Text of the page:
Candida Overgrowth After Antibiotics

How Do Drugs Damage Your Intestinal Microflora

Greetings. It's Eric Bakker, New Zealand naturopath,author of Candida Crusher. Thanks for tuning into my tutorial today. Today I'm going to talkabout factors that actually damage your intestinal microflora. Let's get into it.We've spoken previously about antibiotics, so you're probably quite aware that when youtake an quot;antiquot; biotic, you're going to affect the quot;proquot; biotics, so antibiosis means antilife.Probiotics mean prolife or for life or what will generate life. We're not going to gointo it in this tutorial today. But there are other medications apart from antibiotics thatadversely affect the beneficial flora in the gut.A typical one that I see is called PPIs or

proton pump inhibitors. These drugs are reallydesigned to treat GERD, gastroesophageal reflux disease. Many people in America, New Zealand,Australia, and many countries get heartburn, so they go to the . And the willprescribe a drug that basically works on the enzyme where it blocks the enzymatic productionof hydrochloric acid in the stomach. Pretty stupid thing to do when you think about it,blocking the production of acid. Because you need acid to help break down food properlyin the stomach. And not only that, when you start playing around with the pH of the gut,you're going to adversely affect the pH of the whole digestive system, which means thattaking anything up here is going to affect

everything further downstream. Even thoughyou're working on a symptom by reducing the discomfort of GERD and heartburn, you're actuallydestroying your gut in the process, so it's a crazy thing to do.Another drug, chemotherapy drugs. These are very powerful drugs that help to kill offa lot of cells in the body. Not only cancer cells, but also beneficial cells. So peopleon chemotherapy also end up destroying their gut function to a big degree. Radiotherapy,chemotherapy, NSAIDs, or nonsteroidal, antiinflammatory drugs. You may have taken one of these fora headache or arthritic pain like Advil, which contains ibuprofen. Tylenol, drugs like thatthat contain paracetamol. These are nonsteroidal

drugs that reduce inflammation and pain inthe body. These things have a very powerful effect on toxifying the body, particularlythe liver, but they also destroy the beneficial bacteria in the gut. NSAIDs aren't reallya good idea. Other factors that can damage it that arenot drug related that I see quite a lot are stress. And I've written extensively aboutstress in my book, Candida Crusher. If you suffer from stress, it can have a very significantimpact on reducing the amount of beneficial bacteria that you've got in your digestivesystem. Nobody speaks about stress in the gut. People talk about alcohol. They talkabout antibiotics, but they don't talk about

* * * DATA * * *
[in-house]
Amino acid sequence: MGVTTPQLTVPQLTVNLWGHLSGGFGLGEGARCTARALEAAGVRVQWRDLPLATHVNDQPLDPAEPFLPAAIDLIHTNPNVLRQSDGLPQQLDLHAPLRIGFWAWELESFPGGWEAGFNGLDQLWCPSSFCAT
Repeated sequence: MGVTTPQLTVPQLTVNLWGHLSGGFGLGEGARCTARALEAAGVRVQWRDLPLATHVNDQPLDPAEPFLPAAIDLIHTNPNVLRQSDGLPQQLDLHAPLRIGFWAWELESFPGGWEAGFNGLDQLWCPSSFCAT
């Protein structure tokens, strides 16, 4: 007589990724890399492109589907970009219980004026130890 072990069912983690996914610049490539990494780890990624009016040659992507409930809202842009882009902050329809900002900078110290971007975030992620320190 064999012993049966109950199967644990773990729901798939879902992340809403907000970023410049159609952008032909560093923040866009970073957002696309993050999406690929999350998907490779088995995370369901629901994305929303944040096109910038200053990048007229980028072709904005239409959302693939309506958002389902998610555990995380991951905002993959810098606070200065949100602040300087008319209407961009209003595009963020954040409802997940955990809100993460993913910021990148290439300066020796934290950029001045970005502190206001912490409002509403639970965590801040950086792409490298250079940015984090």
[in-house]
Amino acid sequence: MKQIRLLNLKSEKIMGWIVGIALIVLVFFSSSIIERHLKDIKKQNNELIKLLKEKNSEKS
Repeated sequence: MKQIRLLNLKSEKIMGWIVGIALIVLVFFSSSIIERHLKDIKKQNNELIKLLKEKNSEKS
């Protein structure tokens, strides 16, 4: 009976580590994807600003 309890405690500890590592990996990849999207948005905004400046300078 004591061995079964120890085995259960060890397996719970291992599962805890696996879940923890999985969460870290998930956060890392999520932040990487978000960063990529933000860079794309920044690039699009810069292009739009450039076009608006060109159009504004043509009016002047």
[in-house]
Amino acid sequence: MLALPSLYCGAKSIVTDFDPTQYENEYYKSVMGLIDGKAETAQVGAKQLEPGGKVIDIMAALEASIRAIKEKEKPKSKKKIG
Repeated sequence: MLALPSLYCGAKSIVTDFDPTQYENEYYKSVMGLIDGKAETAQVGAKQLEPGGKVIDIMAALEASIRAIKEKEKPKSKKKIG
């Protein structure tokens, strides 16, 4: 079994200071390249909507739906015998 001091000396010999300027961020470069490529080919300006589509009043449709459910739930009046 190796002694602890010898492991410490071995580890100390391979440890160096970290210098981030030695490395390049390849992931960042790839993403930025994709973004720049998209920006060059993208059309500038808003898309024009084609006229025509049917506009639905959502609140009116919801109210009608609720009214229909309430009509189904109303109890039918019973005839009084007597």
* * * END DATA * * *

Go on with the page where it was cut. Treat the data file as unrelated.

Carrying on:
stress. Stress has an interesting way of reallycrippling a person's immune system, particularly the alarm phase, or the acute stage of stressthat reduces the blood supply to the digestive system. It slows down the movement of stoolthrough the bowel. It has an incredible effect on your circulation, and many aspects of humanhealth are affected by the alarm phase or the acute phase of stress.You need to be aware that stress also has a significant impact on the gut. Stress alsomakes us want to drink more alcohol, drink more coffee, take drugs that help us to counterthe effects of stress like headaches. Eighty percent of headaches are tension headachescaused by stress. What do we do? We take a

pill. We just swallow another pill and that'sgoing to stop all our pain and we're going to wreck our gut, which means we're goingto take another pill. Playing right into the hands of big pharma.I'm not a conspiracy person at all. Medical people are required in our society, and weall benefit from surgery and drugs when applied at the right time. But there is certainlya massive overprescribing of a lot of pharmaceuticals that make people sick and kill a lot of people.And, of course, there are dietary factors that also affect us. This tutorial is just reallyabout some of the pharmaceutical approaches that have a significant effect, but potentiallyany one of these drugs in my drug guide, and